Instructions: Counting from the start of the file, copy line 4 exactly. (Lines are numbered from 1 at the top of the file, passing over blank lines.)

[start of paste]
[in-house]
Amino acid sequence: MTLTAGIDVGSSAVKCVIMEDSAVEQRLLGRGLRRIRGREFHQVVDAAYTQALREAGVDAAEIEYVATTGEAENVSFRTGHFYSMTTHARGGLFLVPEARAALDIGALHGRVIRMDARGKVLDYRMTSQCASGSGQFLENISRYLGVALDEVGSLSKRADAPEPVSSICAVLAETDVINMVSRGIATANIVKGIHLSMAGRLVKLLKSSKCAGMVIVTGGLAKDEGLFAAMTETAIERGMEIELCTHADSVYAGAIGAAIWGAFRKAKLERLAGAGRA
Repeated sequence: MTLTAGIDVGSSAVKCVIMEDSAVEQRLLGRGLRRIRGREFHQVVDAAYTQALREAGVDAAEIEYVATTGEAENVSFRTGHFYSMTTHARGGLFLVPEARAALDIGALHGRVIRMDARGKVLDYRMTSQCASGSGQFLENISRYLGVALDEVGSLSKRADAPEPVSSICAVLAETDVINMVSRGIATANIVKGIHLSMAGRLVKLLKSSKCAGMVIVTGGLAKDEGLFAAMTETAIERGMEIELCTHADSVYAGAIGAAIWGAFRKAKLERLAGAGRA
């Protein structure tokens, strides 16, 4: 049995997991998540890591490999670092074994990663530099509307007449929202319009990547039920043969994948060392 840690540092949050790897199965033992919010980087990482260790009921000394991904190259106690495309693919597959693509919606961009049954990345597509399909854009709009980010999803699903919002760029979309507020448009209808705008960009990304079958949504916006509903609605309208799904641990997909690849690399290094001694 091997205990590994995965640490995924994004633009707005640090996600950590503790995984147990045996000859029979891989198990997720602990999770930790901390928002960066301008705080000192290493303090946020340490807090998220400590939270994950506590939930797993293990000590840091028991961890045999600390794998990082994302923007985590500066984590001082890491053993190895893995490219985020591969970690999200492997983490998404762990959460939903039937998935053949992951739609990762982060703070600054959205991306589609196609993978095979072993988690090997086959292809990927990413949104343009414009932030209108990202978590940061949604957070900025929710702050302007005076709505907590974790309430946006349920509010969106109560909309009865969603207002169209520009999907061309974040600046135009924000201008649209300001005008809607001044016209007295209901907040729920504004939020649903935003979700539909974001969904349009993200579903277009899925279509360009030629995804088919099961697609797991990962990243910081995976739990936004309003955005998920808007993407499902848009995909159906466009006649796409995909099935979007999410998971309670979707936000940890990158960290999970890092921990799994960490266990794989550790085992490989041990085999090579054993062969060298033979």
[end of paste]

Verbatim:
């Protein structure tokens, strides 16, 4: 049995997991998540890591490999670092074994990663530099509307007449929202319009990547039920043969994948060392 840690540092949050790897199965033992919010980087990482260790009921000394991904190259106690495309693919597959693509919606961009049954990345597509399909854009709009980010999803699903919002760029979309507020448009209808705008960009990304079958949504916006509903609605309208799904641990997909690849690399290094001694 091997205990590994995965640490995924994004633009707005640090996600950590503790995984147990045996000859029979891989198990997720602990999770930790901390928002960066301008705080000192290493303090946020340490807090998220400590939270994950506590939930797993293990000590840091028991961890045999600390794998990082994302923007985590500066984590001082890491053993190895893995490219985020591969970690999200492997983490998404762990959460939903039937998935053949992951739609990762982060703070600054959205991306589609196609993978095979072993988690090997086959292809990927990413949104343009414009932030209108990202978590940061949604957070900025929710702050302007005076709505907590974790309430946006349920509010969106109560909309009865969603207002169209520009999907061309974040600046135009924000201008649209300001005008809607001044016209007295209901907040729920504004939020649903935003979700539909974001969904349009993200579903277009899925279509360009030629995804088919099961697609797991990962990243910081995976739990936004309003955005998920808007993407499902848009995909159906466009006649796409995909099935979007999410998971309670979707936000940890990158960290999970890092921990799994960490266990794989550790085992490989041990085999090579054993062969060298033979």